been there, or so I thought
Anibong is always a very interesting place, and despite the image that has been drawn about the place, the residents are warm and quick to smile at strangers passing through. It is one of the densest populated areas in the city, and is connected to 2 other heavily populated areas, Sabang and Paseo de Legaspi. I have just discovered the backstreets connecting these areas.
What led me here was these two and a half children by the side of the road, and a group of school children who were doing their school work on a parked motorcycle. The school kids ran away when they saw me coming. I probably look like their school principal.
This is also where Oming does his craft painting artwork on vehicles. He is really sought after by a lot of vehicle owners, and he has been working on weekends lately, something he says he doesn’t do when I first featured him on this blog last year. Demand is on the rise.
Walking through the narrow passageways, I happened upon kids playing under a house. They asked for their photo to be taken. This was a totally different kind of experience because these children poked and grabbed at me, but in a nice way as if I was somebody very well acquainted with them.
They also wanted a photo of them with their pets – albino rats! Yes, these kids play with their pets, and have been bitten at least once by these furry creatures. They should be fine, I hope.
This basketball court is at the end of Paseo de Legaspi, a place where I have always wanted to visit but did not find the courage to come yet. I just stumbled upon this place by surprise. There was a basketball tournament going on, and this is the narrowest basketball court I’ve seen. Spectators were all sitting inside the sidelines, and an occasional pedestrian would walk across the court to get to the other side.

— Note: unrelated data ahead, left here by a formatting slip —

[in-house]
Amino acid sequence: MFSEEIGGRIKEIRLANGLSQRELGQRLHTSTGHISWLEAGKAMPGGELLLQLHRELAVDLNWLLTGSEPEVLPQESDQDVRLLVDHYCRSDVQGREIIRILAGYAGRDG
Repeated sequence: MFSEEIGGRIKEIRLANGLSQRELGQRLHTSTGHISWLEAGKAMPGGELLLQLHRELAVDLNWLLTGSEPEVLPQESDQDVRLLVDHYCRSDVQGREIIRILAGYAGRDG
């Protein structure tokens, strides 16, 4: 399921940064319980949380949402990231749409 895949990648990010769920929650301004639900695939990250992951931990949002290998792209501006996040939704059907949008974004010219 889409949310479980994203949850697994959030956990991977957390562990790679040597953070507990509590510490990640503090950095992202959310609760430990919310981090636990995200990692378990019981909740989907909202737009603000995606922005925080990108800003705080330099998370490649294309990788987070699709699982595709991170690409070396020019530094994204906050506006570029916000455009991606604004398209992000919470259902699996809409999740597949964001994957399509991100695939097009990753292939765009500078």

The highlight of the day was the conversation with Jonathan, a local fisherman and a father of 2 lovely daughters. They live in a house near the sea wall. A 2nd or maybe a 3rd generation fisherman, he tells of a time when fishes were very abundant and the water was clean. Times have indeed changed.
Brilliant. So much captured in so few photos. You are a great storyteller both visually and in text.
Once again. wonderful treat thru photoghraphs and excellent narration!! thank you .
That Basketball picture is pretty awesome! Thank you for the trip.
you’re welcome and thank you for walking with me
Lovely set Orlando; particularly like the basketball court photo. Really well taken!
Thank you, Peter. Are you still in India?
Beautiful shots. I especially love the image of the kids under the house. Joyful little faces. Love your work.
thank you, Jane.
A delightful read! I really like how you accompany the photos with your engaging stories. A few years back, I came across an old book by L. Ira, The Streets of Manila, with B&W photos and colorful narratives. You can do something similar, maybe… 🙂
Thanks, Eugene. The book you mentioned sounds familiar; I think I’ve read about it somewhere. I should try to look for it if it’s still available. And yes, I am planning to do a coffee table book for my 2011-2012 photos, hopefully it will be done by December.
Great! Will look forward to it 🙂
I just borrowed that book I mentioned in the library while doing my thesis a couple of years back.
You enable us to see places we would not visit, and show us something of the soul of the place.